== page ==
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Kefir seems to have an answer to everything including diabetes. This is good news since according to a 2010 poll, there are already 285 million people suffering from Type 2 Diabetes, which is the most common type of this disease. I am not diabetic, but I am a kefir fan and I want to know if kefir can indeed benefit even diabetics.
I am just amazed at how many illnesses kefir can treat, and so I want to know if it can also help people suffering from diabetes. I do understand that there is no cure to diabetes. It is a chronic disease, which means once you have it, you have it for life.
The goal of a diabetic and his doctor is to manage the disease in order to avoid diabetic complications and make life beautiful again. Such complications include a host of bad to dreadful news such as hypertension, stroke, heart disease and death. I want to see if kefir can help diabetics avoid these dreaded complications, and I have a simple 2-step plan to investigate this.
One, I will try to understand what diabetes is and what diabetics need; and two, I will look into the different properties and capabilities of kefir that could address the needs of a diabetic. I am not a doctor. But although my investigation may not be as deep as a doctor’s would, it will be carefully researched, easy to understand and hopefully helpful for a person suffering from diabetes. That said, here we go.
Diabetes is a condition where there is too much sugar in your body. Sugar tastes yummy, but if you have much more than your body needs, sugar will do a lot of harm to your organs and could lead to a heart attack. Normally, our bodies burn sugar so that there won’t be an oversupply of it. Our pancreas produces a hormone whose main task is to convert sugar (glucose) into energy for our cells. The hormone is called insulin.
A person who has Type 1 Diabetes does not produce insulin, and so there is overabundance of sugar. Normally, it is the children who suffer from this type. Type 2 diabetics are those whose bodies can’t produce enough insulin or can’t properly convert them into energy.
Type 2 Diabetes typically results from bad eating habits, too much alcohol and very little exercise. This makes perfect sense. If you eat and drink too many sweets (and carbohydrates), you will have an overabundance of sugar in your body. And if you don’t exercise, the glucose won’t convert into energy.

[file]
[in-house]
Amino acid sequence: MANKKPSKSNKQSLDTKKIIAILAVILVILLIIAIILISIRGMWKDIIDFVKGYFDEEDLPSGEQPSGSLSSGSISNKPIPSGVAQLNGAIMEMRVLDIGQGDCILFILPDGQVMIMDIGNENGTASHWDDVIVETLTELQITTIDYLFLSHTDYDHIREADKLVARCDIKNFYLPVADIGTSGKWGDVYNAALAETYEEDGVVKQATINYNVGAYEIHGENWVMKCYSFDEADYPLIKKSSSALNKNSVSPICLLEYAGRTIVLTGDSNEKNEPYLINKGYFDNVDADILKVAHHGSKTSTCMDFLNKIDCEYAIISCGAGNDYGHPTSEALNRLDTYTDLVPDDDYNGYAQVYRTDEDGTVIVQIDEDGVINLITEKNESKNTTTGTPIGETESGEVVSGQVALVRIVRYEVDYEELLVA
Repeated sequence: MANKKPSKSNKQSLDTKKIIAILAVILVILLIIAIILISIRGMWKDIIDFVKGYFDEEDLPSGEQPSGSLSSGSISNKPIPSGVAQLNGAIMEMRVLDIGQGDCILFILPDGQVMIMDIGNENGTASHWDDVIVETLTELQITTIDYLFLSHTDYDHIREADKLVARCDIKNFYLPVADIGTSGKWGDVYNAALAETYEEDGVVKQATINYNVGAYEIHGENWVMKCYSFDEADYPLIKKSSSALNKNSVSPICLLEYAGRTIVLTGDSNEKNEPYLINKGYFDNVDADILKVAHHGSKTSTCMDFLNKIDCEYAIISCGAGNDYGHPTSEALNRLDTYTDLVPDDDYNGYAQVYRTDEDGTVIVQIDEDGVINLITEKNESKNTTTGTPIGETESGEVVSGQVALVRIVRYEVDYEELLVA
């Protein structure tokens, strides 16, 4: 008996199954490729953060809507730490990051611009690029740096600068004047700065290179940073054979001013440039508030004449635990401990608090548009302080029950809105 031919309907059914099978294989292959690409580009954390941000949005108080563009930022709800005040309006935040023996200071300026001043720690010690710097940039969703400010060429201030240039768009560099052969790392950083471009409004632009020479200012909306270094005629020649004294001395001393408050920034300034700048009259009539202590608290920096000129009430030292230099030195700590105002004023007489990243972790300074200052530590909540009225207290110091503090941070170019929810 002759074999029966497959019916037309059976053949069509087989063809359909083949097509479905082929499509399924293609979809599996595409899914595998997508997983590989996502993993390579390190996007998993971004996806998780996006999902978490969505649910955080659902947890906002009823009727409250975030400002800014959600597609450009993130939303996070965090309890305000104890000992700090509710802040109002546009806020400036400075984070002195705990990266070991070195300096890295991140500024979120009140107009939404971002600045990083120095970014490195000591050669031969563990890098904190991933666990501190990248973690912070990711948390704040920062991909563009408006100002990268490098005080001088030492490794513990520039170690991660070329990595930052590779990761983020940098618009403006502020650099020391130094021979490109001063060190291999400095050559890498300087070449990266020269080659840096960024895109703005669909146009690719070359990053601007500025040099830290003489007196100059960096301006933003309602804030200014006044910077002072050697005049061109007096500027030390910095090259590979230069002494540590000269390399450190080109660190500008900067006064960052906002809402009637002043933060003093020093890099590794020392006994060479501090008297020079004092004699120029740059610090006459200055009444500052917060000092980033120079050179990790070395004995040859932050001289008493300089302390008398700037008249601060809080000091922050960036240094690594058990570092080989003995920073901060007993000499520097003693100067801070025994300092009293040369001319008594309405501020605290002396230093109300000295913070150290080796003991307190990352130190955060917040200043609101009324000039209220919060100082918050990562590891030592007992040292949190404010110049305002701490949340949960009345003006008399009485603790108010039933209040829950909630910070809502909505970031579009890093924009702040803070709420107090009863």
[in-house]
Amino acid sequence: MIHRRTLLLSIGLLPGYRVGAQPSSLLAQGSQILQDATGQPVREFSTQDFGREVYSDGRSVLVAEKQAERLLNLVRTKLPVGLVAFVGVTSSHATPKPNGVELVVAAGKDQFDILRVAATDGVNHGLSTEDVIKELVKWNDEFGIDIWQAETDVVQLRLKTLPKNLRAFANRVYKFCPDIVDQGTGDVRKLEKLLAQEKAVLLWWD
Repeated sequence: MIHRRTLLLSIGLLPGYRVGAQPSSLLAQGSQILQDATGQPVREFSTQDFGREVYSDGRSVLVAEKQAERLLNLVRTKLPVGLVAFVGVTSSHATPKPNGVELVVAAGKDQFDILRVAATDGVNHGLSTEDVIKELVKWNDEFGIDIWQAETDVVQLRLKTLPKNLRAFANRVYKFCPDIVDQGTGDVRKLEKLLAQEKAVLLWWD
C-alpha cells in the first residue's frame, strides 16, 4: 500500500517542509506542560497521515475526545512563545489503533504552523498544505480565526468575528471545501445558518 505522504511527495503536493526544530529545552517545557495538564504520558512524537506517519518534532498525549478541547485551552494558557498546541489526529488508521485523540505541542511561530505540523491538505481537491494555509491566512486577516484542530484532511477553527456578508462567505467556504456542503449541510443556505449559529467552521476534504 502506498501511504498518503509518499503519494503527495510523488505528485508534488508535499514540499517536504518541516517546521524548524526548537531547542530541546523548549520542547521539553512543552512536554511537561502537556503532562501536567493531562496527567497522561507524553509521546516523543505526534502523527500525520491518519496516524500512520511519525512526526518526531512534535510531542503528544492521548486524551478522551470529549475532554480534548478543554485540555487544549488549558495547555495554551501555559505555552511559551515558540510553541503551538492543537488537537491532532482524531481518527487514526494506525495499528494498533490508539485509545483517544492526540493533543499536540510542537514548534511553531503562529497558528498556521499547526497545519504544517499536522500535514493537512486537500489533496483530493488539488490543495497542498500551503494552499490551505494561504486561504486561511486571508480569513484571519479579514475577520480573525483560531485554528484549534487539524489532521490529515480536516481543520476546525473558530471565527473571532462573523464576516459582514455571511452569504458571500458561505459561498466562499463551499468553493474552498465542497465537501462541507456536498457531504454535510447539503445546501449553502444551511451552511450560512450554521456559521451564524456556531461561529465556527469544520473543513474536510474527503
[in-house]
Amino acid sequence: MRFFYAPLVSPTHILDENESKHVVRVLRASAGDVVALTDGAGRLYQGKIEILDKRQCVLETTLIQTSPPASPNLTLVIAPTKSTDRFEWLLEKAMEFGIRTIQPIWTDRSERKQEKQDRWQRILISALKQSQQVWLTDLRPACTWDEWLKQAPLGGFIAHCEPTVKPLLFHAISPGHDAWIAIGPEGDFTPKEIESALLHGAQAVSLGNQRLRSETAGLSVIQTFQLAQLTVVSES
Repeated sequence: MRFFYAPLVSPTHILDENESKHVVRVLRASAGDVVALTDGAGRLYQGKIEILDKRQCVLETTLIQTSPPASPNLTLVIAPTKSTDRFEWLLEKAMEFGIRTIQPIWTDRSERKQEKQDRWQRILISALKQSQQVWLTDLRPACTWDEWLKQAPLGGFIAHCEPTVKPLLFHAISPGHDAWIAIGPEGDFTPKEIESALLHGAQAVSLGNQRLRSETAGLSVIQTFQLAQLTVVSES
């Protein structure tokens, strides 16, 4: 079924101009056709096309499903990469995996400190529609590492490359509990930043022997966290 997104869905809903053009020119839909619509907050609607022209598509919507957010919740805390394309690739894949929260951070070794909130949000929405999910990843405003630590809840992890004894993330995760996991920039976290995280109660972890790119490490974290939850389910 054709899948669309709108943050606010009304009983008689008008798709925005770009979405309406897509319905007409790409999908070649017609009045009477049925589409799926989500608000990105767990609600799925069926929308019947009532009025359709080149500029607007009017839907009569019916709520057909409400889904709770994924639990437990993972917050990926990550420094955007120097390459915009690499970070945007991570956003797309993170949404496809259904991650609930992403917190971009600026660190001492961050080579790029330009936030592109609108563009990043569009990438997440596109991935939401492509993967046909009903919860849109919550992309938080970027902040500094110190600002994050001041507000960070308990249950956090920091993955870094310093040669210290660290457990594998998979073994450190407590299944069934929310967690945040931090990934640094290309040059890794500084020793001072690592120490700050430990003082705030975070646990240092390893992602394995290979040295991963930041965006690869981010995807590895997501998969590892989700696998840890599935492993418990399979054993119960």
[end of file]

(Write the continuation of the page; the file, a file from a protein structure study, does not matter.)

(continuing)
Another type is called gestational diabetes. Only pregnant women get this since pregnancy leads to the overproduction of blood glucose. This condition could lead to Type 2.
What Type 2 diabetics need is simple: a change of lifestyle and a sufficient dose of insulin.
Diabetic patients should start to seriously watch what they eat. They should eat healthy (fewer carbs, less sugar, less alcohol) and lose weight.
And so, that is all I need say about diabetes for the moment. The data may not be as extensive as how a doctor would have discussed it, but it pretty much covers the basics relevant to our question. Now, let’s take a closer look at kefir.
Kefir is milk that has been fermented by a bacteria culture that is present in kefir grains. Kefir grains are made up of yeasts and bacteria that exist symbiotically in a community of proteins and sugars. Simply put, kefir is fermented milk with a host of probiotics (friendly, beneficial bacteria). It is also packed with enzymes, folic acid, vitamins (B and K) and minerals such as calcium, magnesium and phosphorous.
Another important content is digestible protein. The types of protein found in kefir are not meat-based and so they will neither damage the heart nor raise cholesterol levels. Instead, they will help in rebuilding cells, organs and systems.
Kefir, specifically water kefir, also has lactic acids. While milk kefir grains (the more popular type of kefir) ferment milk by feeding on lactose, water kefir grains feed on sugar. They are mixed with sugar-water solution to produce a bubbly, carbonated water kefir drink, which many consider a healthy soda pop substitute.
As water kefir grains eat the sugar in the solution, they produce carbon dioxide, alcohol and lactic acid. The production of lactic acid is the first sign of help for diabetics. Due to kefir’s capability to produce lactic acid, this beverage could prove to be very beneficial to diabetic patients, specifically in the area of reducing blood sugar levels due to its acidity. Several studies prove (and most diabetics know this) that even a little amount of acid can reduce blood glucose levels. Doctors often advise diabetic patients to consume lemon, vinegar or extra virgin oil for their acidic contents.
According to “The Diabetes Club”, people with diabetes should also consider drinking kefir and other fermented dairy products with lactic acid such as yogurt, sour milk and some cottage cheeses. Furthermore, what diabetics need that kefir can provide is the power to win over the unnecessary cravings for food. In addition to lactic acid, kefir has naturally occurring sugar contents and these can help in regulating blood sugar levels. As blood sugar levels drop, people feel an urge to eat. Kefir can eliminate those urges. This is also why kefir is considered a helpful drink for weightwatchers.
So, there it is. This was not a very extensive investigation but I believe it makes a lot of sense. The web is teeming with testimonials of diabetic patients who have found a sense of balance and happiness after including kefir in their regular diet. The best thing about kefir is that is has no side effects. This means diabetics have nothing to lose and potentially with everything to gain when drinking kefir.